Trained staff enhance the resident experience
Culture change in long-term care has been a slow progression. Many, however, believe that serenity and harmony can be achieved with optimum staff training methods.
Chief among the current trends is online learning. No other method comes close in time efficiency and training consistency, although some say that nothing takes the place of good old-fashioned face-time. It just has to be handled in a way that’s in the best interest of the staff member being trained and the resident being cared for.
Iowa’s Briggs Healthcare, a supplier to the long-term care (LTC) industry, recently partnered with Relias Academy to provide a Learning Management System (LMS) for LTC staff. Mary Madison, RN, RAC-CT, CDP, a clinical consultant for Briggs, says: “Relias has a plethora of individual learning modules for therapists, direct caregivers, licensed nurses and administrators. They offer ethics classes as well as the skills needed to care for someone.”
Benefits of online training
A direct benefit of web-based training, Madison says, is convenience. “Direct care workers can step away from their day-to-day duties for short periods of time to learn about specific topics, while administrators and licensed nurses can set aside time after hours for their training.”
A second benefit to web-based training, Madison adds, is financial. “Classes used to be done on a face-to-face basis. You’d hire someone to present to the staff. There were travel expenses and teaching expenses, plus you’d have to pay your staff, too, so you could bring them in to train them.”
Udi Polonsky, CEO of LINTECH of Rochelle Park, NJ, takes a somewhat different approach by training the trainers. “We believe in personal interaction with the facility’s trainers, so we are onsite at least at the beginning. Once we have established at least some ‘face time’ with the staff to be trained, we can then provide more productive remote training.”
Inherent in the LMS structure is the ability to track processes. According to Rachel Weeks, senior director of marketing for HealthcareSource, “Our LMS automates the process to ensure the right courses are delivered to the right people at the right time and enables organizations to track and report on education that is planned or delivered. When CMS or the Joint Commission comes knocking at the door, facilities that are able to demonstrate compliance by generating completed training transcripts have a much easier time providing information.”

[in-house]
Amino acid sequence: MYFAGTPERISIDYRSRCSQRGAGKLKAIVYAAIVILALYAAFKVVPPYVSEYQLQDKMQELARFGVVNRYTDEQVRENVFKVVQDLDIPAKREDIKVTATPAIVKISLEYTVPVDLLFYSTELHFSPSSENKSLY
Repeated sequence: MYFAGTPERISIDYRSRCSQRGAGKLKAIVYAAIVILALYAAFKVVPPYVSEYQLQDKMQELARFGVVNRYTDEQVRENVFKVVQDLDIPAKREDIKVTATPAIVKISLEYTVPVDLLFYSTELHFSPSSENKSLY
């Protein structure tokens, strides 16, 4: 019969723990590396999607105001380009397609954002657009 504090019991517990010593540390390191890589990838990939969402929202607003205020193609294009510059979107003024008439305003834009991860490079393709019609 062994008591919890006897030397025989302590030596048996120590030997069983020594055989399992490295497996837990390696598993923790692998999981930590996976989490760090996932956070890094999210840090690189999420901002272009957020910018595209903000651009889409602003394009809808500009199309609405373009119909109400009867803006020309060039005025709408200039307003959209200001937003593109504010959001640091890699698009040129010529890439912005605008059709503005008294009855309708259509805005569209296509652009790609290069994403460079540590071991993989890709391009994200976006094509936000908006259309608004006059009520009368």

The value of direct contact
Genevieve Gipson, RN, Med, RNC, is the founder of the National Network of Career Nursing Assistants and the Career Nurse Assistants Programs, Inc. (collectively referred to as The CNA Network). She established the Ohio-based organization in 1977, before the world became dependent on computers. Although Gipson is not against online education, she believes nothing will replace face-to-face training. “You also have to have workshops, formal in-services, skills training on different levels. The CNA needs to observe first, then imitate, then practice, then apply, then start adapting the training to the individual resident’s preferences, abilities and needs.”
Gipson also believes that for some of their training, CNAs need to go offsite, even if it’s local, “so they can see that they are a part of something much larger than what they see on a day-to-day basis.”
One trend Gipson would like to see take hold is “short shot training”—specifically scheduled, compact training, concentrated in five-minute segments. Short shot training is done standing up. The brevity allows for small bursts of education to be absorbed and applied immediately.